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  Starting a business or buying an existing one requires a substantial capital outlay and the financing of a business is more complicated than it seems.

To process an application for capital, banks require a large variety of documentation that differs with the type of applicant, namely an individual, a partnership, an informal organisation or a close corporation.

In most cases they also expect a prospective borrower to provide the following detailed financial information:

- Up to 3 years of the firm's financial statements, if available, including balance sheets, income statements, and cash flow statements
- The firm's pro forma financial statements (balance sheets, income statements and cash flow statements), in which the timing and amounts of the debt repayment are calculated as part of the forecasts.
- Personal financial statements, showing the borrower's personal net worth (assets less debt) and estimated annual income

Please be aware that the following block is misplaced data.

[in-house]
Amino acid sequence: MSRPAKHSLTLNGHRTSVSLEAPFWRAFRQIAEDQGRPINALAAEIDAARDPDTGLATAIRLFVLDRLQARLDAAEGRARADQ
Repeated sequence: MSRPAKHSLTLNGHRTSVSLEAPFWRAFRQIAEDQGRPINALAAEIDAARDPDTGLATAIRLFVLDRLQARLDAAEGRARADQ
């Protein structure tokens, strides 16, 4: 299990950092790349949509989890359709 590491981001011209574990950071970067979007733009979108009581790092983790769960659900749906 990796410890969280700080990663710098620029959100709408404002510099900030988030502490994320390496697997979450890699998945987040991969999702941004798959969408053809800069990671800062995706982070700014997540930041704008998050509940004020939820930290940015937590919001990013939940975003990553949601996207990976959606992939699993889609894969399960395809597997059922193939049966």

A bank will not make a loan without knowing the personal financial strength of the borrower. After all, in the world of especially small businesses, the owner is the business.

To put it simply, they want firms with proven track records and plenty of collateral in the form of hard assets.

If you are buying an existing business which meets these requirements, it will not guarantee you getting the necessary financing, without investing a substantial amount of your own money.

To evaluate capital, the banker looks at equity investment of the owners in the business ? the more equity the better.

An alternative would be to convert the equity in your property into cash by means of a further home loan on your property. If you are currently still employed financial statements would not be required. Our consultants regularly assist entrepreneurs to obtain the necessary finances.

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